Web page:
July 19, 2011
You've been married for a while and things are getting, well, monotonous. Do you:
A. talk to your spouse about your concerns.
B. hope it just fixes itself.
"Marriage is work and a lot of people don't want to put in the work sometimes," says "Mr. Goodbar" (not his real name), a self-proclaimed cheater and author of the book "The Married Man's Guide to Cheating: Rules and Regulations of the Game" (iUniverse.com, $9.95). "So many times we don't want to talk about our needs and what we're thinking because it might be scary."
Mr. Goodbar interviewed several cheating men for his book, and by revealing the warning signs of a man who will stray, he hopes he will motivate couples to express their needs and desires before it's too late.
"Stepping out on your marriage happens because there isn't communication," Mr. Goodbar says. "I think this information could help women learn how to make their marriage better. Sometimes just knowing what's going on in a man's mind can be helpful."
So how do you know if someone is cheating? Mr. Goodbar, who wrote about men cheating, gave the following tips that apply to men and women:
•Starts wearing flashy clothes. "If your man never cared about his appearance, and suddenly he is — that's trouble."
•Starts hanging out with the guys (or the gals) too often, or works late. "If he's suddenly got hobbies he didn't have before, it could be an excuse."
•A new attitude about sex (wanting more or wanting less).
•Money issues. "Also, watch how they spend money. If there's a separate account, that's a no-brainer."
"Whatever you are getting by cheating, whether it's intimacy or appreciation or that rush of falling in love, it's a novelty," says psychologist Kelly Minor, who has treated male and female cheaters. "You get hooked on that and if you don't wake up to it, you just stay in these patterns."
Mr. Goodbar says not enough couples go to counseling, which can be the key to saving a marriage when the infatuation wears off.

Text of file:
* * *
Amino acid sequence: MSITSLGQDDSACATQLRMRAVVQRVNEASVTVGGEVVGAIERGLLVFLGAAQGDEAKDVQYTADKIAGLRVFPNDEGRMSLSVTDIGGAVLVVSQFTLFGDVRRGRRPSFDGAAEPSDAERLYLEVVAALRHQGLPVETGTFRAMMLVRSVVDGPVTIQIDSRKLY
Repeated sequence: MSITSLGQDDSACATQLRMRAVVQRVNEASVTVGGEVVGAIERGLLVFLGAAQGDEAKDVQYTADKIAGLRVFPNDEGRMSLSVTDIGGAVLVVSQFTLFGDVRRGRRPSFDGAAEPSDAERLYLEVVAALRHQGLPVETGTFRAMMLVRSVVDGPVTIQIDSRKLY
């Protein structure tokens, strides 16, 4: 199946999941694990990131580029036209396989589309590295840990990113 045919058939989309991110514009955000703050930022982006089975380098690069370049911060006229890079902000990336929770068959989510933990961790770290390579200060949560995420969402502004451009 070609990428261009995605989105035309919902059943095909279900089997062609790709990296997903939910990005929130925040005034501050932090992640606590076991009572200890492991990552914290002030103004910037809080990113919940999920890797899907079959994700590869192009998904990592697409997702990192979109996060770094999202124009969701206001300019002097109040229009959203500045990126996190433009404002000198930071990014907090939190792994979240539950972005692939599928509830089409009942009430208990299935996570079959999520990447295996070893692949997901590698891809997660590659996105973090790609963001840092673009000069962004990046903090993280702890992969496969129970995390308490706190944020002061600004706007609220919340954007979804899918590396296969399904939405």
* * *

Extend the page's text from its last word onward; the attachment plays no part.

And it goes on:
"I was so in love with my wife, I thought she could do no wrong," he says. "I never thought I would cheat. I thought this was it. But then we started growing in different directions. I wanted to go to couples therapy and my wife wouldn't do it. Nobody likes to look at their faults, but cheating happens because something shifts for both of you. It's never all one person's fault."
And when the boredom in your marriage sets in, Mr. Goodbar says that's when most people just give up.
"If you're just coming to bed in sweatpants, and she's wearing a green mask on her face seven days a week, that's not gonna fly," he says. "You both have to make an effort and share your needs and fantasies."
If you cheat once, will you always be a cheater?
"I have seen people transform — absolutely," says Minor.
Mr. Goodbar agrees.
"Just because you cheat once doesn't mean you will with everybody," he says. "I think you can be a cheater, but then you find that one special person and you just want to be with that one person. That's when you stop."
Minor says breaking the cheating cycle takes awareness and the desire to change.
"Someone who cheats can choose to blame others or they can pause and go deeper and sort of wake up to their life and realize, 'Look at what I'm feeling here,' and then they can be more aware," she says.
Mr. Goodbar says it's often the shame that will stop men from being repeat offenders.
"There was a man a couple of years ago who got busted (for cheating) and his wife made him stand on the corner with a street sign that said, 'I cheated on my wife,'" says Mr. Goodbar. "He was so ashamed and he said he would stand out there as long as it took to make it right. It's a horrible feeling — the guilt is a terrible thing.
"But people keep cheating."
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